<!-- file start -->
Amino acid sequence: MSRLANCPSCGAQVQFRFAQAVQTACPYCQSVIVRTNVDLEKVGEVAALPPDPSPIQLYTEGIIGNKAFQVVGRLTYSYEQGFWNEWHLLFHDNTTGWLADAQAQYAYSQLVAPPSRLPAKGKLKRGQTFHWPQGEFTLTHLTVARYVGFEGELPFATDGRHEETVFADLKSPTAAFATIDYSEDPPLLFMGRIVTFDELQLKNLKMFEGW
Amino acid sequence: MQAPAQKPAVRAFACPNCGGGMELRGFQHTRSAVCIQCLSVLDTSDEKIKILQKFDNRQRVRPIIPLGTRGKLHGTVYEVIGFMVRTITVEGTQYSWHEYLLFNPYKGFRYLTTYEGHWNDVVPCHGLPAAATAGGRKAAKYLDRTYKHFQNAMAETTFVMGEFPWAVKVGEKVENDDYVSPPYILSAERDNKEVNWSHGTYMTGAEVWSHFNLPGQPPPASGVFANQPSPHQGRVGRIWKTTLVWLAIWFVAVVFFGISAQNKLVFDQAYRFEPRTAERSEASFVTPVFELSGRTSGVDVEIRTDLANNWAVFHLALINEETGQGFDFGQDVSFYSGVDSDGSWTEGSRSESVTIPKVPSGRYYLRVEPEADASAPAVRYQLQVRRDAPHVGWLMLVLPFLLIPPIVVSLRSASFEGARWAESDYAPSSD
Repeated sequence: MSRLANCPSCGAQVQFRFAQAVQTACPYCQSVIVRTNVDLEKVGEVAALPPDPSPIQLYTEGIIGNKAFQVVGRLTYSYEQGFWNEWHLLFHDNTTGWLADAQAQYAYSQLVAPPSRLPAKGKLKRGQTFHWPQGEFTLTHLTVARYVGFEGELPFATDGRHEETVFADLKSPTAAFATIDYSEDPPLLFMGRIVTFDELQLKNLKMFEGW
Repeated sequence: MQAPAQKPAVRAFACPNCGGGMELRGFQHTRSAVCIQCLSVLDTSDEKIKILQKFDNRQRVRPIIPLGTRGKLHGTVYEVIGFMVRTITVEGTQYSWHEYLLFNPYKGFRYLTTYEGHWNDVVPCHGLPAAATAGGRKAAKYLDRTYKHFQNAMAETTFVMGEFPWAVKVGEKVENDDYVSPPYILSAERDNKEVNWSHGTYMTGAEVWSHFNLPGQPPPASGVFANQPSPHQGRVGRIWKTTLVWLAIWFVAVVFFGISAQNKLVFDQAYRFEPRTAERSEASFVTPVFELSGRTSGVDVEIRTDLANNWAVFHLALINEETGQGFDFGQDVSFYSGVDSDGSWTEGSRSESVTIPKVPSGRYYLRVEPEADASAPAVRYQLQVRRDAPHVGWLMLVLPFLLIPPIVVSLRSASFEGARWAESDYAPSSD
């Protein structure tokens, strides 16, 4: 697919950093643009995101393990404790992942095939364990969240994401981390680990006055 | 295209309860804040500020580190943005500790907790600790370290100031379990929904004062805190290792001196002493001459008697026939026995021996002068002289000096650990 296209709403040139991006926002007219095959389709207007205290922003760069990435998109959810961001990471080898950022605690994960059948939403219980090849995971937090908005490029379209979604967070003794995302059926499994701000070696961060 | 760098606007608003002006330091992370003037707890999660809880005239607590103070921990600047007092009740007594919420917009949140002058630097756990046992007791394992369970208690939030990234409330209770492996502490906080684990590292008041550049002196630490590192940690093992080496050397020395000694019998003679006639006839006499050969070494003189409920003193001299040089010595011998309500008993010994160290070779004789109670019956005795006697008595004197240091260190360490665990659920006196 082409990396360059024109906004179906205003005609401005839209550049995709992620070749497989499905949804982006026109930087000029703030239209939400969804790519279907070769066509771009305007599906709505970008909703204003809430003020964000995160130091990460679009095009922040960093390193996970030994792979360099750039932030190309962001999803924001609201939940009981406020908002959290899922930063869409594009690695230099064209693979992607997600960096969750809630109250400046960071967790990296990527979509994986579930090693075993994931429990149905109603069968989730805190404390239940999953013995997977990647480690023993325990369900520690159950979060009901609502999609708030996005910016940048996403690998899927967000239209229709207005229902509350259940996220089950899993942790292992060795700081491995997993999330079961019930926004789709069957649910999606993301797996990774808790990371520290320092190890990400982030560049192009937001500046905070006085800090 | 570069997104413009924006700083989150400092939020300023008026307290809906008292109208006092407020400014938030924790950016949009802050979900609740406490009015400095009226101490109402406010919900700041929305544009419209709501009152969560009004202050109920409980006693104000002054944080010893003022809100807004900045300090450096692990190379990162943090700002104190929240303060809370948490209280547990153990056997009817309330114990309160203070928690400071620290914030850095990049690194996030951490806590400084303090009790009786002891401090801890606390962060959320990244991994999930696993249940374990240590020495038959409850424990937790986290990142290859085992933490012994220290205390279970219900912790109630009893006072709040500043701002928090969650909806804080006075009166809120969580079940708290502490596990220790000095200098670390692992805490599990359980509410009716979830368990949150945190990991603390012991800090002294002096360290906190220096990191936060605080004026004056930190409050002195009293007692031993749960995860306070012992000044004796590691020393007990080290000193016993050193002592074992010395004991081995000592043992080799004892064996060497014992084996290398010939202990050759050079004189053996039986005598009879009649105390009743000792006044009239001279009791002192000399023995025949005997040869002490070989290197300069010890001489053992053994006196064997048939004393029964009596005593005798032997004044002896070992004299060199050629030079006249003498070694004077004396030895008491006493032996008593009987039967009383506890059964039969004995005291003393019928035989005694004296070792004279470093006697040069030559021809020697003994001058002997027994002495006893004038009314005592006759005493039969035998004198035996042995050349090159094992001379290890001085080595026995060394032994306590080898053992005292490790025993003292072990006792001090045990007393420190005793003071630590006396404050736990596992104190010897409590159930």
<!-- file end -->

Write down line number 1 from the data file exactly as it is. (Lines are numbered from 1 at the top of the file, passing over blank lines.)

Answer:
Amino acid sequence: MSRLANCPSCGAQVQFRFAQAVQTACPYCQSVIVRTNVDLEKVGEVAALPPDPSPIQLYTEGIIGNKAFQVVGRLTYSYEQGFWNEWHLLFHDNTTGWLADAQAQYAYSQLVAPPSRLPAKGKLKRGQTFHWPQGEFTLTHLTVARYVGFEGELPFATDGRHEETVFADLKSPTAAFATIDYSEDPPLLFMGRIVTFDELQLKNLKMFEGW